"For children, the potential cancer risk is a serious consideration. They are more sensitive, exposed at younger ages and for longer periods of time," said Lisa McKenzie, lead researcher on the study at the Colorado School of Public Health.
     McKenzie said the results also pointed to potentially significant respiratory and neurological effects. For children, this could mean more headaches, sore throats and asthma. "Children are more sensitive to all of these pollutants, whether traditional ozone, dust or particulates caused by hydrocarbons leaking out of the wells or the diesel trucks carrying the materials," added Sonya Lunder, a senior analyst at the nonprofit Environmental Working Group, whose goal is to protect public health and the environment.
Source: Huffington Post

Thursday, March 22, 2012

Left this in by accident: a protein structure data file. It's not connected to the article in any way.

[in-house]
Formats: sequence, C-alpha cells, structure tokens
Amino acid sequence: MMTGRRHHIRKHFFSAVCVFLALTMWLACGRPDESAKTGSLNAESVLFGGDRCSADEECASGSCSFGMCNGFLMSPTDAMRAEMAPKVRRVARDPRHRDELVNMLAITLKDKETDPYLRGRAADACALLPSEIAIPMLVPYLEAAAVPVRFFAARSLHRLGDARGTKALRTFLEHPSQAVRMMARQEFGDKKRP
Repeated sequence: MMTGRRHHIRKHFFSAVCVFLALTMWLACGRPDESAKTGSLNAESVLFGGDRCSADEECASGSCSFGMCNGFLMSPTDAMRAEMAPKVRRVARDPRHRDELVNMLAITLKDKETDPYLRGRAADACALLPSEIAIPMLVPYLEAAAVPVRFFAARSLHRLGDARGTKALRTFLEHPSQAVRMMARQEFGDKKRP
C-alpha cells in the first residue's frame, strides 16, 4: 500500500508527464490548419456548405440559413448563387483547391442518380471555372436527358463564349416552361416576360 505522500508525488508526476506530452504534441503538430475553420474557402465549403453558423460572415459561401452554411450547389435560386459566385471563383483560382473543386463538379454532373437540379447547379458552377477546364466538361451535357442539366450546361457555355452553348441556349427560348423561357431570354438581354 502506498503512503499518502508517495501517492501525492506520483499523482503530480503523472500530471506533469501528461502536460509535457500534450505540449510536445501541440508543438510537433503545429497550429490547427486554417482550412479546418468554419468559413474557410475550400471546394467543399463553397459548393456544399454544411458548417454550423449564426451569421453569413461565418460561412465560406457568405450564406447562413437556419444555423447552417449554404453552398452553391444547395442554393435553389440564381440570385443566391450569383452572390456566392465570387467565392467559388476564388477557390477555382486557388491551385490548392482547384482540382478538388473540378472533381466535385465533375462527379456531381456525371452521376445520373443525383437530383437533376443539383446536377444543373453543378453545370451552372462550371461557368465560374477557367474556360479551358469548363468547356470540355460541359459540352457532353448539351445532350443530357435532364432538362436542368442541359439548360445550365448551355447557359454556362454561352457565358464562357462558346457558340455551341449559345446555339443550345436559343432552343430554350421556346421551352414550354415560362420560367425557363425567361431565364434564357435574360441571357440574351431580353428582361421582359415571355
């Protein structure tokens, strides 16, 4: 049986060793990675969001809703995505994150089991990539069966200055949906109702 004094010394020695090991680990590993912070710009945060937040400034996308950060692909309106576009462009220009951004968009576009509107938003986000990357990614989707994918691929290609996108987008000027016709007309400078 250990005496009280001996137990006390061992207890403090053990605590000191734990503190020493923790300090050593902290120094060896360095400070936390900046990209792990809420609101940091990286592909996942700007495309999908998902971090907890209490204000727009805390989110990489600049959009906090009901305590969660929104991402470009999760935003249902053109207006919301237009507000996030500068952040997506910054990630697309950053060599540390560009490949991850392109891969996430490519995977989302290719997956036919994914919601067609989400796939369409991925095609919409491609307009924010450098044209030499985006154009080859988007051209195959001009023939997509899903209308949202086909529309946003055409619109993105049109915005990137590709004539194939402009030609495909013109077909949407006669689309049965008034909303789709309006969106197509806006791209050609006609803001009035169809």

Smog and Stokes

Factors for stroke include: predisposition for weak blood vessels, smoking, and poor air quality. Combine any of these and you have a deadly combination.

For more on how smog increases the risk of stroke, click here to see the Video.

Symptoms of stroke:
  • Numbness or weakness of face, arm or leg — especially on one side of the body
  • Confusion, trouble speaking or understanding
  • Trouble seeing in one or both eyes
  • Trouble walking, dizziness, loss of balance, poor coordination
  • Severe headache with no known cause
If you notice anyone with sudden onset of those symptoms, they should seek immediate medical attention.

The National Stroke Association recommends you do the following to reduce your risk:
  • Eat a healthful diet
  • Don’t smoke
  • Be active and exercise
  • Limit alcohol use
  • Maintain a healthy weight
  • Manage high blood pressure, diabetes and high cholesterol

Also, purify your air. The fine particles in the air are what increase the risk of stroke. Our purifiers increase the ozone, so the particles stick together, becoming larger.

Source: Press Enterprise

Tuesday, March 13, 2012